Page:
Abkhazians and Circassians of Muslim faith from Syria and other
      countries to their historical homelands and to set Abkhazians against
      the Adyge peoples.

      Actions of the separatist authorities of Abkhazia who are obedient and
      silent followers of the Moscow instructions could not have been any
      different. But how shameless must be those historians that brazenly
      maintain that there are no Georgian historical monuments on the
      territory of Abkhazia and Abkhazian Orthodox Christians have nothing in
      common with Georgians. And that when they well know that after
      Christianity came into Georgia all Orthodox Christian churches in
      Abkhazia were built by Georgians and Abkhazians and church service in
      these churches, even at the time of the big influence of the Byzantine
      influence, were conducted in Georgian language using chrism consecrated
      in the main Georgian cathedral Svetitskhoveli in Mtskheta. They can
      destroy monuments, erase inscriptions, but they cannot wipe out true
      history told by foreign and local chroniclers.

      We do not consider it to be to much to remind those historians at least
      data on those primates of the church that on the course of centuries
      were at the helm of congregation of Abkhazia i.e. western Georgia.
      Catholicos-Patriarch of Abkhazia (western Georgia) such as Simon,
      Nikoloz, Daniel, Arseni and Joakim led the church before XIV century.
      Their work was continued by the following Patriarchs:

      Stephan – Catholicos patriarch of Abkhazia (western Georgia) 1490-1516

      Malakia I (Abashidze) – 1519-1540. He had a residence in Bichvinta.

      Evdemon I (Chkhetidze) – 1557-1578. Catholicos Patriarch of Abkhazia
      (western Georgia). He was buried in the St. George Church in Gelati.

      Eftvime (Ekvtime) I (Sakvarelidze) – 1578-1616. Catholicos-Patriarch of
      Abkhazia (western Georgia).

      Malakia II (Gurieli) – 1616-1639. Catholicos-Patriarch of Abkhazia. By
      his order “Selection of Bitchvinta manuscripts” was compiled, as well as
      Great book of Peasants of the Land of the Abkhazian Catholicos. Malakia
      II ordered to the icon of the St. Andrew that was rested in an adorned
      coffin and placed in the Bichvinta church.

      Maxime I (Machutadze) – 1639-1657. Died in Jerusalem in 1957 and was
      buried in the Monastery of the Cross there.

      Svimon (Chkhetidze) - 1660-1666. Catholicos-Patriarch of Abkhazia.

      Evdemon II (Sakvarelidze) -1666-1669. Catholicos-Patriarch of Abkhazia.

      Ekvtime II (Sakvarelidze) - 1669-1973. Catholicos-Patriarch of Abkhazia.

      Davit (Nemsadze) - 1673-1696. Davit stopped Abkhazian prince Kvapu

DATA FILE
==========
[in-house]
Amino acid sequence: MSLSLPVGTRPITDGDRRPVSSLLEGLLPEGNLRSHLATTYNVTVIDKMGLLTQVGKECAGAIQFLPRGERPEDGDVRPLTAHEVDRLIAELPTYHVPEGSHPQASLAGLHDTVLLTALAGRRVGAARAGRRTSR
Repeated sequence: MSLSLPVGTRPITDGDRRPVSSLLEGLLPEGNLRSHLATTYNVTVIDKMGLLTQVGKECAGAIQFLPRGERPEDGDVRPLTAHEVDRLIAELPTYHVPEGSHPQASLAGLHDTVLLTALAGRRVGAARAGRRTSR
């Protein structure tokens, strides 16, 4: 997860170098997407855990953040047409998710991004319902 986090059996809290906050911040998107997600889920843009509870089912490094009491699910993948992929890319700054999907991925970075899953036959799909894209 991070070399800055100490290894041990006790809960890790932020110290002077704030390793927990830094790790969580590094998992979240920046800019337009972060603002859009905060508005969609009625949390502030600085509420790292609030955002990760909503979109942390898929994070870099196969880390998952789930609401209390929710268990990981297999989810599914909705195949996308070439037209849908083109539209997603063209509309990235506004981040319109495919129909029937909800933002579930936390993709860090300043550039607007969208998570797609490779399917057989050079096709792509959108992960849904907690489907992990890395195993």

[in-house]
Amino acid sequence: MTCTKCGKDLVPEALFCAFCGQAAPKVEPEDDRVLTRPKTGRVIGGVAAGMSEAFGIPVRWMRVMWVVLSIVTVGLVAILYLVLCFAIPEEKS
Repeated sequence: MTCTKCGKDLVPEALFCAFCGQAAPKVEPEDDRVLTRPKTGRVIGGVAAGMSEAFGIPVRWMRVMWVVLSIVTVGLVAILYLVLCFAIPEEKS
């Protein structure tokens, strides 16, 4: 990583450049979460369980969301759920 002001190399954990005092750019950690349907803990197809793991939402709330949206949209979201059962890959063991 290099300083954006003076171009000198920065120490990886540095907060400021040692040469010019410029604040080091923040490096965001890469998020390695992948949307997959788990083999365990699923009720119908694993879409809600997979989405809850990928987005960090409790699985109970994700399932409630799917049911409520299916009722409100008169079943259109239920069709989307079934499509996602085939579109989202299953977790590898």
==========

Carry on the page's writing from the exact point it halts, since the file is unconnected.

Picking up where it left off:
Shervashidze from selling serfs as slaves.

      Grigol II (Lortkipanidze) - 1696-1742. He prompted king of Imereti and
      princes of Odishi and Guria and others to present lands and serfs to the
      Bitchvinta monastery. He actively fought against the spread of Islam and
      selling of serfs.

      Besarion (Eristavi) - 1769-1776. Catholicos-Patriarch of Abkhazia.

      Ioseb (Bagrationi) - 1769-1776. Catholicos-Patriarch of Abkhazia. He is
      buried in Gelati Monastery.

      Maxime II (Abashize) - 1776-1795. The last Catholicos patriarch of
      Abkhazia ( western Georgia). In 1768 the King of Imereti Solomon I sent
      him as an ambassador to the Russian imperial court to ask for help
      against the ottomans. He died in Kiev in 1795 and was buried in the Kiev
      Pechersk Lavra.

      Dositeos (Tsereteli) - 1795-1814.

      After a period of Moscow-sent Russian exarches this list was continued
      with Catholicos-Patriarchs of All Georgia after restoration of autocephaly:

      Kirion II (Sadzaglishvili) – 1917-1917

      Leonide (Okropiridze) – 1919-1921

      Ambrosi (Khelaya) – 1921-1927

      Christephore III (Tsitskishvili) – 1927-1932

      Kalistrate (Tsintsadze) – 1932-1952

      Melkisedek III (Pkhaladze) – 1952-1960

      Efrem II (Sidamonidze) – 1960-1972

      David VI (Devdariani) – 1972-1977

      From 1977 works of these respected church people was continued by the
      metropolitan of Abkhazia (1967-1977), today’s patriarch, His Holiness
      and Beatitude Ilia II who always blesses the Orthodox congregation of
      Abkhazia with special warmth and love.

      Artificial separation of Abkhazian people from Georgians, attempt of
      their alienation from the Adyge peoples and compatriots living abroad
      will remain just an attempt and it is doomed for a failure.